BARNSTABLE -- Miscalculations dating back to 1998 meant that too little revenue from state hotel taxes went to 11 communities and too much to nine others, according to a state audit.
A special measure the Legislature passed would send $3.27 million back to the towns that are due money. The proposal, which Governor Mitt Romney is expected to sign, would not require towns that receive too much money to return it.
The audit found that many hotel or motel chains had submitted incorrect paperwork, triggering six years of incorrect payments from room occupancy tax revenue, the Cape Cod Times reported yesterday.
Some hotel chains incorrectly registered individual hotels under a corporate address rather than the location of the actual buildings, so some tax revenue didn't end up in the communities where guests stayed. The state Department of Revenue has admitted its own errors as well, agency spokesman Tim Connolly said.
According to department records, the following towns were shortchanged on room occupancy tax revenue: Charlemont, $7,567; Chelmsford, $487,312; Falmouth, $388,645; Harwich, $7,964; Holyoke, $4,129; Raynham, $542,961; Tewksbury, $806,061; Tisbury, $18,802.89; Westborough, $832,613; and Yarmouth, $156,252.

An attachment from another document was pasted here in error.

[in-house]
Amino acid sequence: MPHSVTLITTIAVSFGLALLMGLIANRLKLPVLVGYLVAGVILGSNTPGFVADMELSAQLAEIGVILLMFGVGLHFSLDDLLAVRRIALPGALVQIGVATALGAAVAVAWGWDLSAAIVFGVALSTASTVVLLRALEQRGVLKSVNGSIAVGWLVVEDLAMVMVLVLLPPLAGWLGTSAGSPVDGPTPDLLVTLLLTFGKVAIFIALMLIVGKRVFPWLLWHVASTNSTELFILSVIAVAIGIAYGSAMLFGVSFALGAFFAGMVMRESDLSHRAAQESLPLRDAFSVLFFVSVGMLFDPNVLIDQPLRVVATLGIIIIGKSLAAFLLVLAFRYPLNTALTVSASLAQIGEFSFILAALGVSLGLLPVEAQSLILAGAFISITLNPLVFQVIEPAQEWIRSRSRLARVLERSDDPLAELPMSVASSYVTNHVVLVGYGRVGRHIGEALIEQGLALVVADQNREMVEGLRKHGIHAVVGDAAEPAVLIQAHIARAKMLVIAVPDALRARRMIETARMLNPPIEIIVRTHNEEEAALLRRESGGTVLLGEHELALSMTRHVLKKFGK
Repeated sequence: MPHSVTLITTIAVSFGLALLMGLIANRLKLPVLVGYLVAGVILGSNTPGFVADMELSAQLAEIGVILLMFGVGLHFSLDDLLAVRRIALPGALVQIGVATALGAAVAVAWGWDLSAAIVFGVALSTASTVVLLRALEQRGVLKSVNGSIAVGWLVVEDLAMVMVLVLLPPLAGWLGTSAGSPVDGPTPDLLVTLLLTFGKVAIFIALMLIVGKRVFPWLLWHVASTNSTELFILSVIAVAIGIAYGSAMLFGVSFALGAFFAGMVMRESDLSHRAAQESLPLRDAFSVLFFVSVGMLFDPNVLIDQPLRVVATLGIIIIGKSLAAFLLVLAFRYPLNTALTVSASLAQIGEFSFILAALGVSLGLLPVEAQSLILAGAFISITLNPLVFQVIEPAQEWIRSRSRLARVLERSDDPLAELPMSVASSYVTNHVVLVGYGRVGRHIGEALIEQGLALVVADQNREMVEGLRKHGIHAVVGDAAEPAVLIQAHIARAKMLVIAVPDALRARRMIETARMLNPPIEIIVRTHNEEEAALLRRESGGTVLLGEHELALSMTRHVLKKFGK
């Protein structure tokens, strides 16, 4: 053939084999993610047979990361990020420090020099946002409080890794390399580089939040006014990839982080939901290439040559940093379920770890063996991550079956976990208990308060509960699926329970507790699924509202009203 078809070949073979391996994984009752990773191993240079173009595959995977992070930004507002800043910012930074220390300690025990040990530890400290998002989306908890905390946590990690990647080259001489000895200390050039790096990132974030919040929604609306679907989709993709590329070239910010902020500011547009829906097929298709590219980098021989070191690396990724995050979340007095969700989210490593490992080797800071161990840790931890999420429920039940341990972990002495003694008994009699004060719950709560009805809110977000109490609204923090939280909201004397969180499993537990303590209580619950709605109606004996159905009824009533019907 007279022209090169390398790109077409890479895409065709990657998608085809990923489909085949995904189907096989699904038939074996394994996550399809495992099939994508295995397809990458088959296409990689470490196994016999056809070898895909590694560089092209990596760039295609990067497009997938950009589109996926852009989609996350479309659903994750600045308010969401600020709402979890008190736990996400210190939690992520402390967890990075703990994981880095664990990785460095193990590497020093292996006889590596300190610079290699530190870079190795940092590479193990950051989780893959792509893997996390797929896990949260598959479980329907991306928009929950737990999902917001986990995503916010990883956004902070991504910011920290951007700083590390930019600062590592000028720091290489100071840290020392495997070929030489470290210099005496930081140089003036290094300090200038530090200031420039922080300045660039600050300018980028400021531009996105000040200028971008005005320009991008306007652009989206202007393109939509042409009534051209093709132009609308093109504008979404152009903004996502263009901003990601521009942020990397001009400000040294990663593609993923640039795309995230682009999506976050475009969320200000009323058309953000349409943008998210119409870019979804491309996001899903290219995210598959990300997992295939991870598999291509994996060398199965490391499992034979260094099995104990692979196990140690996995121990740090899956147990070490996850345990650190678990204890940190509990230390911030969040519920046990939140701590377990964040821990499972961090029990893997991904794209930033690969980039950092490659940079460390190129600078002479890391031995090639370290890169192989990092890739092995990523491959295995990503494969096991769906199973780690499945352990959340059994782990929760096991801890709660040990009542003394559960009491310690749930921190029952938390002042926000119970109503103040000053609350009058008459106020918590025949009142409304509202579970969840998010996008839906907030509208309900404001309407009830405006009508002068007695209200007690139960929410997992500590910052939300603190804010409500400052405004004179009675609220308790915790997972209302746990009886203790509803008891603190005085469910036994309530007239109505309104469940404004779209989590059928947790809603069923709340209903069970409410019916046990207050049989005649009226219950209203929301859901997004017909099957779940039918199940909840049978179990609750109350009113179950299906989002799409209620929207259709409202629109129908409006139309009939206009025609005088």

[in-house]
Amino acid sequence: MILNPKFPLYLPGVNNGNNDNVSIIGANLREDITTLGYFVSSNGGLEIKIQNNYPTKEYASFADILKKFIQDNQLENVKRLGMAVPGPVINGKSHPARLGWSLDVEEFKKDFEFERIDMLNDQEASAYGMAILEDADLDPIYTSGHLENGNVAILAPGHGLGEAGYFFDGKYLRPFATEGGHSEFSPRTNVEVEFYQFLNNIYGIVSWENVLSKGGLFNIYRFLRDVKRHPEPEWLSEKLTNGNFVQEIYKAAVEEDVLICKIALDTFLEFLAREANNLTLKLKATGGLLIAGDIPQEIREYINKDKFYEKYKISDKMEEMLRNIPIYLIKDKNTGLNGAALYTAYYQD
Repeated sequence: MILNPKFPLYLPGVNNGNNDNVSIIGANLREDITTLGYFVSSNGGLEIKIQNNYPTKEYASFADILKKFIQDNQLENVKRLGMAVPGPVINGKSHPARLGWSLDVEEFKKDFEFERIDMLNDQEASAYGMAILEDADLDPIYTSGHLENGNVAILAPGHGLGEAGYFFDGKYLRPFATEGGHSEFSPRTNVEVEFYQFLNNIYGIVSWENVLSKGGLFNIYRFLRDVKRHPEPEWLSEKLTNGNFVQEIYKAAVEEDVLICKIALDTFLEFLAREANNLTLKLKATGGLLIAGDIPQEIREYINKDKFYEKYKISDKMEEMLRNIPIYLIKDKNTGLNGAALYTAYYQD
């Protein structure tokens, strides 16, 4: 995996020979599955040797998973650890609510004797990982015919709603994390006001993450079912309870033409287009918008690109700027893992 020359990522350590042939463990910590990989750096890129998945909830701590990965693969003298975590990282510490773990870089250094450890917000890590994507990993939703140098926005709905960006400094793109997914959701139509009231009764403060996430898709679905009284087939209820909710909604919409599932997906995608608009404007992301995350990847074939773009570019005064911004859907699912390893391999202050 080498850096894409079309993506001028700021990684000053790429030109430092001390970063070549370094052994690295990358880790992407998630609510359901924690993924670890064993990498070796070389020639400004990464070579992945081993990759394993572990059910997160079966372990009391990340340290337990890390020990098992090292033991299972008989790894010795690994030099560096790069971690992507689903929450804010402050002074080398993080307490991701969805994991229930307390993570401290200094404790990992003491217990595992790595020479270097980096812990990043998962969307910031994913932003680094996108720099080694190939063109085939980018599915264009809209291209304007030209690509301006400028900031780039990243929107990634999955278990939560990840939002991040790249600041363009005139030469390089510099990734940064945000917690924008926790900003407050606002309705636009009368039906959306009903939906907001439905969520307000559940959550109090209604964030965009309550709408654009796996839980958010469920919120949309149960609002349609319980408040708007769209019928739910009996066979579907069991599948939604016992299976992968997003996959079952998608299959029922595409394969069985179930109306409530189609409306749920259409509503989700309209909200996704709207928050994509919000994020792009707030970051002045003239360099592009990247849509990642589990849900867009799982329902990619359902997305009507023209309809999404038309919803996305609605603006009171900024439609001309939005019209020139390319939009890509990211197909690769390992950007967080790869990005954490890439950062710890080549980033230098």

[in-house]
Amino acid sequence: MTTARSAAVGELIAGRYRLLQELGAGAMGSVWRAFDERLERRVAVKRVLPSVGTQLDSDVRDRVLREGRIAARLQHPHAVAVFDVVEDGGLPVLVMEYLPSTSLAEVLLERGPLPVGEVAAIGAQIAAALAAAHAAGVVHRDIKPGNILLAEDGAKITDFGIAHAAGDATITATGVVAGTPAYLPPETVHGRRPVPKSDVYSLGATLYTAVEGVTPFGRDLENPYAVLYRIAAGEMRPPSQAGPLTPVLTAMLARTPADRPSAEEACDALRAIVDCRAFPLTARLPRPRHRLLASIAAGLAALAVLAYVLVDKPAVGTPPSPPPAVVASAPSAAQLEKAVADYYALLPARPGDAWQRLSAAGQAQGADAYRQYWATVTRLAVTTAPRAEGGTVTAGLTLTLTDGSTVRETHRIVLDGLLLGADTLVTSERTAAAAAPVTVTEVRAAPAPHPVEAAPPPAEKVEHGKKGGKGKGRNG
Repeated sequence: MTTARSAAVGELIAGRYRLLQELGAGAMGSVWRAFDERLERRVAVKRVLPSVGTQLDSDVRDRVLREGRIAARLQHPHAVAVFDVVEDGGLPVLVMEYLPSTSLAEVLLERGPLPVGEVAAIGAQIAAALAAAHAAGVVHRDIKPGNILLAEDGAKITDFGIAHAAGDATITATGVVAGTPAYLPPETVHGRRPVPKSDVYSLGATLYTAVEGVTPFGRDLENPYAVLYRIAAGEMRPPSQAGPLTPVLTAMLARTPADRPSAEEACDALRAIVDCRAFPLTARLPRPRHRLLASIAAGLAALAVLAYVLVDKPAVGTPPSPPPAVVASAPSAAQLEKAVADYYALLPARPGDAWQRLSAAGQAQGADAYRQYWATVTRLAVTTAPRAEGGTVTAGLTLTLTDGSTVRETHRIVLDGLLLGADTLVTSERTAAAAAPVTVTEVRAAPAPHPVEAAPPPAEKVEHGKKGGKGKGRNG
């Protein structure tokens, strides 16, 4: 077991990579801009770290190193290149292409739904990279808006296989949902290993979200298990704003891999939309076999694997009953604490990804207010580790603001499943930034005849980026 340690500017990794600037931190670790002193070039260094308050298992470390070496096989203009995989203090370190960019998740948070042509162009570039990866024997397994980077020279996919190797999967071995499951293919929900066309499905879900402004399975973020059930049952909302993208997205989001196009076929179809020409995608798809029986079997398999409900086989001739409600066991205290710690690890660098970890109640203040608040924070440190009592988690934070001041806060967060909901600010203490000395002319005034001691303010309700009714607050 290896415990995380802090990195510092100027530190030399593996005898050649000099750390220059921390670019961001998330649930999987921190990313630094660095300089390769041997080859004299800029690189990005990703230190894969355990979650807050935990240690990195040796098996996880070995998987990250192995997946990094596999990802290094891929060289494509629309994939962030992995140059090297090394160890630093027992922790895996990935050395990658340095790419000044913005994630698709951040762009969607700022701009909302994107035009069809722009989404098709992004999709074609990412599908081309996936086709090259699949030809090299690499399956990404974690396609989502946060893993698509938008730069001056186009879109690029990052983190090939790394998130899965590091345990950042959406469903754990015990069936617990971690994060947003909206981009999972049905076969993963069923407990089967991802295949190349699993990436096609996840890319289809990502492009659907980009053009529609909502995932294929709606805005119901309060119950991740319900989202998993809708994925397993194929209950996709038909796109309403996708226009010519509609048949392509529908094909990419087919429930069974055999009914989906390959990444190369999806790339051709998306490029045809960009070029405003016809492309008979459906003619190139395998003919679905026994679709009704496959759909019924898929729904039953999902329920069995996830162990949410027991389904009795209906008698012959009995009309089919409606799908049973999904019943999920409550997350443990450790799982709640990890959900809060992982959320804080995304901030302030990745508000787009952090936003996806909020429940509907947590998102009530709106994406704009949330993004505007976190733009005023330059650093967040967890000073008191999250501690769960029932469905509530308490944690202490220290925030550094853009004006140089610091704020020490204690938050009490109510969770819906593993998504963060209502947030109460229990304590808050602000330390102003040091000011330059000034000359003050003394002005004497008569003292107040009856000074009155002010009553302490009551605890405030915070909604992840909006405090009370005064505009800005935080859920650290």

Communities that were overpaid but will not have to return the extra money are: Brockton, $542,961; Barnstable, $202,310; Danvers, $1.64 million; Dennis, $4,364; Lowell, $487,312; Nantucket, $364,509; Newton, $4,129; and Westfield, $7,567.
Bourne is the only community that was overpaid in one instance ($19,507) and underpaid in another ($1,150). The town is due to receive $1,150 as a result of the bill.
Falmouth Town Administrator Robert Whritenour Jr. said the money will be welcome in his town, where the snow and ice removal budget is dwindling faster than expected.
While the state charges a 5.7 percent tax for every hotel or motel room rented in the Commonwealth, 167 towns statewide also apply their own 4 percent tax. The tax last year generated more than $57.7 million in state receipts and more than $32 million for communities.